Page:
Late last night, in the final hours before the pre-election adjournment, the House of Representatives approved H.R. 5835, the “Electronic Surveillance Modernization Act,” supposedly designed to “modernize” the Foreign Intelligence Surveillance Act. So much for truth in labeling.
The real purpose of this bill is not to modernize FISA, but to eviscerate it. FISA was enacted 30 years ago to ensure that the government can conduct necessary surveillance of spies and terrorists while protecting the Fourth Amendment right of ordinary Americans to be free from unreasonable searches and seizures.
The statute requires the government to obtain a warrant from a special court when there is a substantial likelihood that the surveillance will acquire the communications of a U.S. citizen or lawful permanent resident, and to show probable cause that the target of the surveillance is a terrorist or spy. The statute also provides a number of exceptions which permit the government to conduct surveillance without a warrant in emergency circumstances and to inform the court after the fact.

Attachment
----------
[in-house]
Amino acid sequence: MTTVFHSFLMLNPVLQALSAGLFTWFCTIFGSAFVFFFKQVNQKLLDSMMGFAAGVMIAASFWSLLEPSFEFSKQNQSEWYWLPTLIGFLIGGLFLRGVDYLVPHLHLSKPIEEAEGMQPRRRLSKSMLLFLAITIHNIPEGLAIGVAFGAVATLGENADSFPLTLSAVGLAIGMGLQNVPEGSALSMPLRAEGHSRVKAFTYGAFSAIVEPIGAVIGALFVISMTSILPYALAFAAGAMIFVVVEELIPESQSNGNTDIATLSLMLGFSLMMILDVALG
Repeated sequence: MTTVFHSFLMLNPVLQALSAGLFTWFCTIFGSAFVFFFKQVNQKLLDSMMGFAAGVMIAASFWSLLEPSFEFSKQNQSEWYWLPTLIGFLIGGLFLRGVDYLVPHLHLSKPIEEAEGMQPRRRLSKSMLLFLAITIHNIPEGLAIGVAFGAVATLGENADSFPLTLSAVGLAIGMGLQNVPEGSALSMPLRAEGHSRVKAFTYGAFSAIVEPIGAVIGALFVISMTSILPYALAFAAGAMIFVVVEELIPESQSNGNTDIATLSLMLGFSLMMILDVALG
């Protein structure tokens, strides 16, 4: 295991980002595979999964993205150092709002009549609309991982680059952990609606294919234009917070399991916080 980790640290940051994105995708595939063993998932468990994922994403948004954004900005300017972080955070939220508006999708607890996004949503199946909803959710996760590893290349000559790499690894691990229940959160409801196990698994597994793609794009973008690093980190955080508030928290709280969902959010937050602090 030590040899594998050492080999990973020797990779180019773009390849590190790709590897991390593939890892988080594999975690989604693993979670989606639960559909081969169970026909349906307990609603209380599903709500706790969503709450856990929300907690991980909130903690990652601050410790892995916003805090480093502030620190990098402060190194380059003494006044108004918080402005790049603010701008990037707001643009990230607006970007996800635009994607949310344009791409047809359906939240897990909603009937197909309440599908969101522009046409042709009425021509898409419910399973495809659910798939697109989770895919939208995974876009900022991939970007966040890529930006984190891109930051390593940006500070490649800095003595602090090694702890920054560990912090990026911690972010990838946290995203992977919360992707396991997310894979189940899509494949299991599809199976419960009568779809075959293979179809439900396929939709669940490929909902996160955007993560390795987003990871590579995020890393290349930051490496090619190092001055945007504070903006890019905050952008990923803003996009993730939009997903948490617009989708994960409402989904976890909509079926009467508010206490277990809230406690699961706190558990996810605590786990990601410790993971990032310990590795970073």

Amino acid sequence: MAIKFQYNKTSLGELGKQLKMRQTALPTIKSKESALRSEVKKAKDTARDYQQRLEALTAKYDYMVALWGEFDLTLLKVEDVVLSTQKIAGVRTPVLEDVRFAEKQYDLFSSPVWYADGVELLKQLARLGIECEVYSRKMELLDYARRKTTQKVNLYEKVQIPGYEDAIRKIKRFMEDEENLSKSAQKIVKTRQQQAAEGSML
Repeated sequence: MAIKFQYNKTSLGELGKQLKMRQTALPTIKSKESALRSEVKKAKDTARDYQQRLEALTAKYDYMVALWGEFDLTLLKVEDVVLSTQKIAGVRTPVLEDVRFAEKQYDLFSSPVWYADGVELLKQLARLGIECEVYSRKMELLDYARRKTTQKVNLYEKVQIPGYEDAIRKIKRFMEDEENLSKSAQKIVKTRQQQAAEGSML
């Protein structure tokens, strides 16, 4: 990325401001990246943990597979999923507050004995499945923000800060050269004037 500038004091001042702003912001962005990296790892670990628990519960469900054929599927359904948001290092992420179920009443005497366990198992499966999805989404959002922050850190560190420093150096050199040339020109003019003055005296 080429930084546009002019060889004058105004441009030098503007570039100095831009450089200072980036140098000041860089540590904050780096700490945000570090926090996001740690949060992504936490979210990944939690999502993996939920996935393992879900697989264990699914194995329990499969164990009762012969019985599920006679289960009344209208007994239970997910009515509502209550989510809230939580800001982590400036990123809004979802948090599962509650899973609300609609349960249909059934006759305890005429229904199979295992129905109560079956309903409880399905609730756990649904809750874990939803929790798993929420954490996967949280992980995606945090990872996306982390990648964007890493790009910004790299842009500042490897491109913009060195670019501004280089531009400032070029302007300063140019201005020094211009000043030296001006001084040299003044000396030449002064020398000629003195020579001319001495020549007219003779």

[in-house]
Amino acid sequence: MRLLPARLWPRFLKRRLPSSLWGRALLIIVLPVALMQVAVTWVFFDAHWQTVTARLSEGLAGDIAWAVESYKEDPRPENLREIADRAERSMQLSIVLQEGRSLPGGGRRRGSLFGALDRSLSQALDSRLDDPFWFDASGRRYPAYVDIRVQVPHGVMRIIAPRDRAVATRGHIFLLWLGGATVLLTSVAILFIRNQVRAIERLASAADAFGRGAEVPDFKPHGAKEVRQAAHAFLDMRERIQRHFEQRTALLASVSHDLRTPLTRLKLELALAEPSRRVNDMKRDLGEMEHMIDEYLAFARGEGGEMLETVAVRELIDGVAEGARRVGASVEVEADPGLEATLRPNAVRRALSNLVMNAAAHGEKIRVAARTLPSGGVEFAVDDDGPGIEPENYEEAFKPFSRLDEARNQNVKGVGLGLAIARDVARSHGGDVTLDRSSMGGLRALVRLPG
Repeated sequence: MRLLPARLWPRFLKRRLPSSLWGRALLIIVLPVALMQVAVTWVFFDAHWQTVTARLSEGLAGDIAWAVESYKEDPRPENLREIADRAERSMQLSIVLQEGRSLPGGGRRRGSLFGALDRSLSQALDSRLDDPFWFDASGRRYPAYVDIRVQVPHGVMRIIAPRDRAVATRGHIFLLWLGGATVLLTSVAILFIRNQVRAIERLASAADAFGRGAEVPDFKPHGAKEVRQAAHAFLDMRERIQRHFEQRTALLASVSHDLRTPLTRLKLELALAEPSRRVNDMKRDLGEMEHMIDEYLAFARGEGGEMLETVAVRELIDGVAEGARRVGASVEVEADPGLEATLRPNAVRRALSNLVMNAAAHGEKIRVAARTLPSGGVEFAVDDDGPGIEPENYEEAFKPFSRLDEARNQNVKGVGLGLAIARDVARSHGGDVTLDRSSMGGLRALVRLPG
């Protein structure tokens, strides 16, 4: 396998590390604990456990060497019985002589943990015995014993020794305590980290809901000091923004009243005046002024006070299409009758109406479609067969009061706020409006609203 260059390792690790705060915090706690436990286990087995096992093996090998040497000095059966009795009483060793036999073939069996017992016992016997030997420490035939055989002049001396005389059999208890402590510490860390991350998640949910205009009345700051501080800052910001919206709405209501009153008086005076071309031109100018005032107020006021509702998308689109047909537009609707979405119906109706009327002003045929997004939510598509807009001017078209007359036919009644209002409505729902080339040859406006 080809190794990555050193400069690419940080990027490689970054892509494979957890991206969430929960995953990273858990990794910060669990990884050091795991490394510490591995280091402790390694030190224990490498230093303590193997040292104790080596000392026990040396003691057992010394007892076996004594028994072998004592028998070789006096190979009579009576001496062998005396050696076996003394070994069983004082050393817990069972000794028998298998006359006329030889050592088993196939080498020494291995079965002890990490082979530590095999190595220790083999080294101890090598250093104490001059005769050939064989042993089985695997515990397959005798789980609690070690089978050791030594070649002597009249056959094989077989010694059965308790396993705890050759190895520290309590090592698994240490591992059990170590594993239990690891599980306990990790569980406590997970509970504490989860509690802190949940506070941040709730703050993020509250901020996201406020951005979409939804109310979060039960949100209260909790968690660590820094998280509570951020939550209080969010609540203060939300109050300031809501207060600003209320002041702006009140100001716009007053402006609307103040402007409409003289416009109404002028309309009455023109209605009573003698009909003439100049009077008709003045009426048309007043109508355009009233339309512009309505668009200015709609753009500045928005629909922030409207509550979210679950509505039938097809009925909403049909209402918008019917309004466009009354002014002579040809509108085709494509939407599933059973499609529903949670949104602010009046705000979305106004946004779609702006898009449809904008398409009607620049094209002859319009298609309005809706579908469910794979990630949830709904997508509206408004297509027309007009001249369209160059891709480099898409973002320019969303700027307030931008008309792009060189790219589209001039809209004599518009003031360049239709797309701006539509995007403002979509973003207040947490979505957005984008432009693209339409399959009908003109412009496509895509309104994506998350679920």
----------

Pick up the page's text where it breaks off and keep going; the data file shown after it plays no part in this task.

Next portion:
Over the past several decades, the government has submitted many thousands of requests to the FISA court, virtually all of which have been expeditiously approved. From time to time, Congress has updated and yes, modernized the law—it has done so five times since 9/11 alone—to ensure it is still serving the purposes for which it was enacted.